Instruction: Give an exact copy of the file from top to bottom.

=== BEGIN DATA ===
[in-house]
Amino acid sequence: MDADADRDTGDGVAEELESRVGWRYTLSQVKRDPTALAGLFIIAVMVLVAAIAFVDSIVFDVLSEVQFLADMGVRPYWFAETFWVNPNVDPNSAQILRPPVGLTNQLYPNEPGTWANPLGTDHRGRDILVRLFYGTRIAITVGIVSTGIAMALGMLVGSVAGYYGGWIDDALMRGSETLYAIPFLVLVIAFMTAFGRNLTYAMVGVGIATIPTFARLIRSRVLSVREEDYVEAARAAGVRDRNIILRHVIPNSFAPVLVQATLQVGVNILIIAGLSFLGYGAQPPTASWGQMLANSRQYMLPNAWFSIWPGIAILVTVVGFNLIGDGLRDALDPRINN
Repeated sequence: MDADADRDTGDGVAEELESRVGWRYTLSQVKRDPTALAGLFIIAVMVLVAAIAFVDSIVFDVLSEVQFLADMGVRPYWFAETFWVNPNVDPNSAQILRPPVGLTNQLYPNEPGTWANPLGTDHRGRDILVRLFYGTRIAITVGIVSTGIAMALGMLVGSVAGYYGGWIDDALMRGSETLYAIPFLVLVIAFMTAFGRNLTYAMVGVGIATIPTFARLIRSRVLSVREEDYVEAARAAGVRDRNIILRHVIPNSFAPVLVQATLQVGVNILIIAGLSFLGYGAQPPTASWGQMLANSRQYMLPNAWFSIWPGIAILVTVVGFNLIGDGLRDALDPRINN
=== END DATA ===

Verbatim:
[in-house]
Amino acid sequence: MDADADRDTGDGVAEELESRVGWRYTLSQVKRDPTALAGLFIIAVMVLVAAIAFVDSIVFDVLSEVQFLADMGVRPYWFAETFWVNPNVDPNSAQILRPPVGLTNQLYPNEPGTWANPLGTDHRGRDILVRLFYGTRIAITVGIVSTGIAMALGMLVGSVAGYYGGWIDDALMRGSETLYAIPFLVLVIAFMTAFGRNLTYAMVGVGIATIPTFARLIRSRVLSVREEDYVEAARAAGVRDRNIILRHVIPNSFAPVLVQATLQVGVNILIIAGLSFLGYGAQPPTASWGQMLANSRQYMLPNAWFSIWPGIAILVTVVGFNLIGDGLRDALDPRINN
Repeated sequence: MDADADRDTGDGVAEELESRVGWRYTLSQVKRDPTALAGLFIIAVMVLVAAIAFVDSIVFDVLSEVQFLADMGVRPYWFAETFWVNPNVDPNSAQILRPPVGLTNQLYPNEPGTWANPLGTDHRGRDILVRLFYGTRIAITVGIVSTGIAMALGMLVGSVAGYYGGWIDDALMRGSETLYAIPFLVLVIAFMTAFGRNLTYAMVGVGIATIPTFARLIRSRVLSVREEDYVEAARAAGVRDRNIILRHVIPNSFAPVLVQATLQVGVNILIIAGLSFLGYGAQPPTASWGQMLANSRQYMLPNAWFSIWPGIAILVTVVGFNLIGDGLRDALDPRINN